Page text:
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I have been a bate caster all my life. I brought a Sage 6 wt, with an Islander lx 3.4 reels, last year, thinking I would use it for lake fishing. I went on a trip to the Skeena River last year, first week in August, right after the springs closed. It was my first trip up there, so I took my 6 wt as a spar rod. In one 6-hour day I caught 6 northern Coho on that 6-wt fly rod. That day was a turning point; I want to get into fly-fishing. I released every fish caught on that trip, and it was the best fishing trips ever.

I want to fish up there in August or September, for Coho, and steel head. I think I want to buy a 9 wt? Here my question fellows, if you could only buy one fly rod, would one get a one hand 9 wt or a spey rod.

I am going to use that 6 wt on the pinks this year on the Fraser. I would like to try sockeye on a fly rod too, that would be a blast. I would sooner catch one sockeye on a fly rod than ten bottoms bouncing.

All this equipment cost a lot of money. The pros and cons on the two styles of fly-fishing, information would be appreciated.
 

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I think it all depends who you'd ask, what their personal preference would be. I'm having a blast casting my double hander this spring. However if I had to go with one rod and one only for rivers, then I'd go with a 10 foot 8 or 9 weight. Perfect for salmon and steelhead.

Finder ;)
 

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As Finder has noted, there is still a place for having a good 8 or 9wt single hander for fishing rivers. While the double handed rod is unbeatable for swing presentations, their size and style makes them awkward to use for strip presentations where you have to strip your fly almost to your feet when the fish strike. This type of presentation is popular in Lower Mainland river systems for coho and pinks. Stripping in your spey line and then having to wiggle the head out again in order to make your next cast would defeat the purpose of a double hander.

If you are primarily a big fish fisherman (not much on lakes and small streams for trout and such), then a 9.5 or 10 foot 8 or 9wt would be a great addition to your arsenal. The longer length will allow you to roll cast easier, and provide added amount of line control. If you are fishing primarily drift presentations, as in for springs, chums, and steelhead, or if you mostly fish up North, then a 14' 9wt spey rod might not be a bad idea.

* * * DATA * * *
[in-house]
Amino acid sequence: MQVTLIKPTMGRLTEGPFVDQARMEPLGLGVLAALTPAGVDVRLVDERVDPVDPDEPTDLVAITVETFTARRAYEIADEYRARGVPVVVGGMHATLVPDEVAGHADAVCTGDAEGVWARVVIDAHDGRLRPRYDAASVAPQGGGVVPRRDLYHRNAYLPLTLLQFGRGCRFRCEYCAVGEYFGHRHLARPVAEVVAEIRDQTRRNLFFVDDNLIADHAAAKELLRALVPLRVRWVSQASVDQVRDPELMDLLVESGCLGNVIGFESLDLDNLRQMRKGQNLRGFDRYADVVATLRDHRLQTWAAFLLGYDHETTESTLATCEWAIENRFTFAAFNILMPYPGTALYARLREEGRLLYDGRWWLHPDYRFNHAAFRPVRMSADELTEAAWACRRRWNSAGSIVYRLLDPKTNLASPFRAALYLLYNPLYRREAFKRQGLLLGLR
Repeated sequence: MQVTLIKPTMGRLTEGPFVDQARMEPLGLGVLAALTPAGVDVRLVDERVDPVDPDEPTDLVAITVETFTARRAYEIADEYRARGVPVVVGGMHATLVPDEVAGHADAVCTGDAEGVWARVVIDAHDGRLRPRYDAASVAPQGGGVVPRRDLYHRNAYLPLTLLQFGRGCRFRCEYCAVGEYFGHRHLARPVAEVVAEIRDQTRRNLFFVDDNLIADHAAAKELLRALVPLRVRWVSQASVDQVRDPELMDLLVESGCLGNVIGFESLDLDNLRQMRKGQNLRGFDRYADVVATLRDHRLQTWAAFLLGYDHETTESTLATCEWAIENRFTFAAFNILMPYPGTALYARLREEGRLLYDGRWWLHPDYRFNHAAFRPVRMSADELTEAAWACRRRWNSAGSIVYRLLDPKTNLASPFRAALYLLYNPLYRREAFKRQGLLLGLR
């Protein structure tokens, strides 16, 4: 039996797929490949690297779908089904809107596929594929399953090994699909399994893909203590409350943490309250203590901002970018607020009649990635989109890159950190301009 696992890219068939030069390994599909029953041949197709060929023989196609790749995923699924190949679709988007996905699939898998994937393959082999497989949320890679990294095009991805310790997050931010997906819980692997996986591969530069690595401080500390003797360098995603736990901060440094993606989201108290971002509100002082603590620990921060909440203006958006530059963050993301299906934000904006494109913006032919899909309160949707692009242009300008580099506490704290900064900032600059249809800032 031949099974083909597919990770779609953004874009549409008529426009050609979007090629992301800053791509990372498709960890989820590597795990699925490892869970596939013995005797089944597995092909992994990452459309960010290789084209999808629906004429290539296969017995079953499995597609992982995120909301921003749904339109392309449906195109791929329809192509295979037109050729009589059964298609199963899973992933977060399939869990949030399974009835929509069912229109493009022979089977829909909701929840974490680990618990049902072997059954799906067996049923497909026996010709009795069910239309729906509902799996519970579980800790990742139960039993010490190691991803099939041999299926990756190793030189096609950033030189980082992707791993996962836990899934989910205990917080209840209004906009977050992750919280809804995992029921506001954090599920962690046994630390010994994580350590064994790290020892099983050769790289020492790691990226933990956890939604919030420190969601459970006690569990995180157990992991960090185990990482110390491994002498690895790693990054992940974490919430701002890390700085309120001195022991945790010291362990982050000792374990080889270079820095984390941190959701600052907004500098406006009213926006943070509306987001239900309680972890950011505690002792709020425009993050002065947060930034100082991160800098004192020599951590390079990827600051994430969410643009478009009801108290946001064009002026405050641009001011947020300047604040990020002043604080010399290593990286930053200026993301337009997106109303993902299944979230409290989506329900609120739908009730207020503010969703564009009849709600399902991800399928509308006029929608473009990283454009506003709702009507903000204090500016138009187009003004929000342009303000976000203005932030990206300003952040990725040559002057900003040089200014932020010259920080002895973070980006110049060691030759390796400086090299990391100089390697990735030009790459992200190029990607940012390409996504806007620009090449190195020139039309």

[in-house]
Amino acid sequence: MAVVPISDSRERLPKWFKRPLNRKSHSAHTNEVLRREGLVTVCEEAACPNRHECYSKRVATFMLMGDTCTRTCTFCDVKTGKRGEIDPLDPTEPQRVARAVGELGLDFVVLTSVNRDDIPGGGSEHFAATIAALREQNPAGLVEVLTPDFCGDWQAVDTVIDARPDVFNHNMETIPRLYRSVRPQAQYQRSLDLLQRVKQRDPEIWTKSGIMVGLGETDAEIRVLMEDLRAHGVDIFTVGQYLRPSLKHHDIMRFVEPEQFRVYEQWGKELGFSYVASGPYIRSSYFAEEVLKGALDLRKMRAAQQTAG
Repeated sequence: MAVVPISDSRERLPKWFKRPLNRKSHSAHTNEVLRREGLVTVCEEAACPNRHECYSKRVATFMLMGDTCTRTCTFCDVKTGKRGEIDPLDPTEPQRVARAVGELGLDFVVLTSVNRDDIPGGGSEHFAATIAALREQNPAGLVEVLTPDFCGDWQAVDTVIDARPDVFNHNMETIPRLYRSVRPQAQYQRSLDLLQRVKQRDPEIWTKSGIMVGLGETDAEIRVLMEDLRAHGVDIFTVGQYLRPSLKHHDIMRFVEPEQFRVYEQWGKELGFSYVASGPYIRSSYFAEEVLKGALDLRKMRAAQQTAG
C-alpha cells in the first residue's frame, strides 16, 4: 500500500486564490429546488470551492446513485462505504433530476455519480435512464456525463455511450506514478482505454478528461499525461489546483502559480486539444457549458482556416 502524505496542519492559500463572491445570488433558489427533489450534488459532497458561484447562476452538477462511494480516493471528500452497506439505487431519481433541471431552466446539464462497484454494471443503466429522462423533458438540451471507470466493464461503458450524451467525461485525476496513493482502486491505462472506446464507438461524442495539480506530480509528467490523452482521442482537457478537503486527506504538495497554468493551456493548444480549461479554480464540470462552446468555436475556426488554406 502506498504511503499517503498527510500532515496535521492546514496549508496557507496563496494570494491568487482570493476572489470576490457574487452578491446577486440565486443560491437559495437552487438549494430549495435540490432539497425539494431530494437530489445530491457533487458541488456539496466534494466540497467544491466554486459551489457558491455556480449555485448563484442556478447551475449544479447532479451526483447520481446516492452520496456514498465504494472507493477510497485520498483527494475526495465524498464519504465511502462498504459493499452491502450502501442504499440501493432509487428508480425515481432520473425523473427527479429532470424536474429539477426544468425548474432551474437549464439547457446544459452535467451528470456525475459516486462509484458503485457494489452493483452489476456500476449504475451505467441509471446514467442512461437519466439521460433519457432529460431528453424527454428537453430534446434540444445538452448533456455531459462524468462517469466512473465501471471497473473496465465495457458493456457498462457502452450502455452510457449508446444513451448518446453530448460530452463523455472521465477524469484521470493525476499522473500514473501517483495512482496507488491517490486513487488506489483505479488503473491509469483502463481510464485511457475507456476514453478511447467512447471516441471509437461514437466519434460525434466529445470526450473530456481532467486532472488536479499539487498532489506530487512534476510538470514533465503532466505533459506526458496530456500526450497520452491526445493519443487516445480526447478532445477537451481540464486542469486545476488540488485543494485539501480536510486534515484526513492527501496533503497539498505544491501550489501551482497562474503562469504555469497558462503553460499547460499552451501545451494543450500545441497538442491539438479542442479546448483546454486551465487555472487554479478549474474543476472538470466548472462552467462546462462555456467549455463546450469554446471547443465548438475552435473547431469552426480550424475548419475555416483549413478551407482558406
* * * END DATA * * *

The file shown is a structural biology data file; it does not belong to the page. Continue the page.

But for an all-around big fish rod, I agree with Finder... :beerchug:
 

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I tried a spey rod last spring ,but as I was just rehabbing from shoulder reconstruction all I accomplished was loads of laughter from the fellows trying to teach me . It was not a pretty sight..
This spring however, I am working with two shoulders once again and had a blast getting to use a two hander twice so far...
I just don't think I can hide any more rods in my garage,the boss is watching too close these days.. :confused:
 

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Full ahead, as far as the reels go' I'm not real sure you would have to look through how much line they can hold. But I would suggest not going crazy on how much you spend on the reel. The Loop graphite reel is around $130 and will work just fine. As for the rod, I would strongly recommend bugging Bergler Here for help choosing one. He's the man around here for spey gear :thumbup:
 

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Basically if you are going to compromise on a reel and try using it for both a 9wt single hander and a 9wt spey, then you are constantly going to find it a little too big and heavy to cast the single hander and a touch too small to hold enough backing and your spey line comfortably. You could try and use really skinny gel-spun for backing...but even then, I think you'll find most 9wt reels a bit small.

Oh yeah...if you use gel-spun for backing in any of your reels, remember to move your finger to avoid touching the backing as it goes flying out of your reel when a big fish takes off. You'd be surprised how fast gel-spun can cut wet fingers under pressure. :eek:
 
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